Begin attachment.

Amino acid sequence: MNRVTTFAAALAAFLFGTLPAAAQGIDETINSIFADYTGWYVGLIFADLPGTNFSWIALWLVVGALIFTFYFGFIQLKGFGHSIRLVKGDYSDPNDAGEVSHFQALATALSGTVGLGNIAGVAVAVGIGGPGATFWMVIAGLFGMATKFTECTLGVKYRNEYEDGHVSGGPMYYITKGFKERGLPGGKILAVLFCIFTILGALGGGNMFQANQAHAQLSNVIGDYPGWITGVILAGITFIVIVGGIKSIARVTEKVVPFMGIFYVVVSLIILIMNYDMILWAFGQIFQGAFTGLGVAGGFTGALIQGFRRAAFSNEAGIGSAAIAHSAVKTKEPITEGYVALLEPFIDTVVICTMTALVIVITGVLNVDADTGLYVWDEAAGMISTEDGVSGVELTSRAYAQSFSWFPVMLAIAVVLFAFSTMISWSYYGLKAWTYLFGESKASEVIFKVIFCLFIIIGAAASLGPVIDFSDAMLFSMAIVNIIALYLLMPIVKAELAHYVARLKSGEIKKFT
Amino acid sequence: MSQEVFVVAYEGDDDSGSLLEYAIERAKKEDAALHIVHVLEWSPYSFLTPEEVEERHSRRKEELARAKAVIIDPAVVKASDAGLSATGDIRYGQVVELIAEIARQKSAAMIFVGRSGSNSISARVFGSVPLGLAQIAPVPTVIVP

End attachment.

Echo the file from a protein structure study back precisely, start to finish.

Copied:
Amino acid sequence: MNRVTTFAAALAAFLFGTLPAAAQGIDETINSIFADYTGWYVGLIFADLPGTNFSWIALWLVVGALIFTFYFGFIQLKGFGHSIRLVKGDYSDPNDAGEVSHFQALATALSGTVGLGNIAGVAVAVGIGGPGATFWMVIAGLFGMATKFTECTLGVKYRNEYEDGHVSGGPMYYITKGFKERGLPGGKILAVLFCIFTILGALGGGNMFQANQAHAQLSNVIGDYPGWITGVILAGITFIVIVGGIKSIARVTEKVVPFMGIFYVVVSLIILIMNYDMILWAFGQIFQGAFTGLGVAGGFTGALIQGFRRAAFSNEAGIGSAAIAHSAVKTKEPITEGYVALLEPFIDTVVICTMTALVIVITGVLNVDADTGLYVWDEAAGMISTEDGVSGVELTSRAYAQSFSWFPVMLAIAVVLFAFSTMISWSYYGLKAWTYLFGESKASEVIFKVIFCLFIIIGAAASLGPVIDFSDAMLFSMAIVNIIALYLLMPIVKAELAHYVARLKSGEIKKFT
Amino acid sequence: MSQEVFVVAYEGDDDSGSLLEYAIERAKKEDAALHIVHVLEWSPYSFLTPEEVEERHSRRKEELARAKAVIIDPAVVKASDAGLSATGDIRYGQVVELIAEIARQKSAAMIFVGRSGSNSISARVFGSVPLGLAQIAPVPTVIVP